Sustainable Infrastructure Assets: Capability for Infrastructure Capacity Management

Sustainable Infrastructure Assets: Capability for Infrastructure Capacity Management

Eric Too (Queensland University of Technology, Australia), Martin Betts (Queensland University of Technology, Australia) and Arun Kumar (Queensland University of Technology, Australia)
DOI: 10.4018/978-1-61692-022-7.ch021
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Abstract

Building for a sustainable environment requires sustainable infrastructure assets. Infrastructure capacity management is the process of ensuring optimal provision of such infrastructure assets. Effectiveness in this process will enable the infrastructure asset owners and its stakeholders to receive full value on their investment. Business research has shown that an organisation can only achieve business value when it has the right capabilities. This paradigm can also be applied to infrastructure capacity management. With limited access to resources, the challenge for infrastructure organisations is to identify and develop core capabilities to enable infrastructure capacity management. This chapter explores the concept of capability and identifies the core capability needed in infrastructure capacity management. Through a case study of the Port of Brisbane, this chapter shows that infrastructure organisations must develop their intelligence gathering capability to effectively manage the capacity of their infrastructure assets.
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Introduction

Sustainable development is today no longer an option but a key guiding principle for public and private infrastructure providers alike. At the forefront of the sustainability agenda is the creation of a sustainable infrastructure network. The provision of good infrastructure services is critical in achieving sustainability’s triple bottom-line goals, i.e., environmental, economic and social goals (Bithas and Christofakis, 2006). Infrastructure asset management has thus grown in importance in recent years (Too, Betts, & Kumar, 2006). As owners, operators and maintainers of infrastructure assets, organisations that manage infrastructure assets assume a significant responsibility in ensuring the successful performance of the assets to meet the service needs of their customers. At the heart of asset management is the concept of continuous improvement. Infrastructure organisations should be striving to improve operations, whether from the point of customer satisfaction, increased productivity, better asset quality, better environmental performance or a host of other performance indicators. The asset manager’s role embraces all of these concerns to some degree, as the physical infrastructure asset must support the organisation’s activities in ways that allow the organisation to service its customers in the best possible way.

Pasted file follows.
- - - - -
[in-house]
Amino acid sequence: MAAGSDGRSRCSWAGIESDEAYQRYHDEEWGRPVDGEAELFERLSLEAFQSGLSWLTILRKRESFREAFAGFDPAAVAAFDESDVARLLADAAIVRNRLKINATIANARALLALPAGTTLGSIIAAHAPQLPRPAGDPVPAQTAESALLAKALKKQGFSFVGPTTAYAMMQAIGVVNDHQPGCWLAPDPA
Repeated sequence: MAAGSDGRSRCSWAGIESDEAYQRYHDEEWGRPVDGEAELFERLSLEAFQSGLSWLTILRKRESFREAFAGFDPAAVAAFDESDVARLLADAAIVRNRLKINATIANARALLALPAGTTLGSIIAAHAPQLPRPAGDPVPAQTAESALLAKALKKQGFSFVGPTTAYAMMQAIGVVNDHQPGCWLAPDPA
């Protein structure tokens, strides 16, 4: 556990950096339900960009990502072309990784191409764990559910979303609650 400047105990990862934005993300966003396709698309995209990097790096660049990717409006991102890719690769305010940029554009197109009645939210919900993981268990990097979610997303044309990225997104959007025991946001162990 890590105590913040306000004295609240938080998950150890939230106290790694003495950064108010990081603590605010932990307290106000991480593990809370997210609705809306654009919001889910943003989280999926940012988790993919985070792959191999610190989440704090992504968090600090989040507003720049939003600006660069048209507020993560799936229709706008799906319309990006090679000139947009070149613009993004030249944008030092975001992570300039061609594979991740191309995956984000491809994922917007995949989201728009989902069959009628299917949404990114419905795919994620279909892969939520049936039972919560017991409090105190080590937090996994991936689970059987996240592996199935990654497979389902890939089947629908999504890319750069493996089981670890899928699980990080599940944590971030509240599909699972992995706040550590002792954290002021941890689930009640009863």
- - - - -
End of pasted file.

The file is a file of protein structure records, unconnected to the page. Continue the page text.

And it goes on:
Literature in strategy suggests that to understand an organisation’s performance, there is a need to focus on factors internal to the organisation, in addition to the industry structure. For example, Ravichandran et al. (2005) argued that organisations that focus on their resources and capabilities can provide the appropriate theoretical lens to examine how factors internal to the organisation can be a source of competitive advantage. An organisation can only gain advantage and achieve superior performance when it has the right capabilities (Smallwood & Panowyk, 2005). However, each industry is driven by its own demand and supply-side economics, which also change over time. One way to resolve this complexity, as suggested by Collis (1994), is to recognise that although the source of sustainable performance can be found in any one of a (very large) number of levels, valuable capabilities are dependent on the context of the industry and time. The notion that capabilities are context dependent is supported by Galunic and Rodan (1998). They suggested that capabilities developed for a specific purpose are unlikely to be used for other purposes. For example, the capabilities developed for R&D may not be appropriate for marketing of products and services (Lieberman & Montgomery, 1998). Similarly, in the context of time, Collis (1994) proposed that at any point in time in any one industry it may be possible to identify the capability that currently underpins sustainable superior performance. Hence, it is important that in identifying capabilities that are the sources of performance difference, they need to be contextually grounded (Ethiraj et al., 2005).

The infrastructure asset management industry, with conditions such as a strict regulatory regime or non-competitive oligopolistic behaviour before its deregulation in the early 1990s, might be seen as an example where sources of sustained performance have changed very little over long periods. However, literature on infrastructure asset management has paid little attention to the capabilities most appropriate after the deregulation or to the changing business landscape occurring over the last decade. The challenge, therefore, for infrastructure organisations is the optimal allocation of scarce resources among competing initiatives to acquire relevant capabilities.

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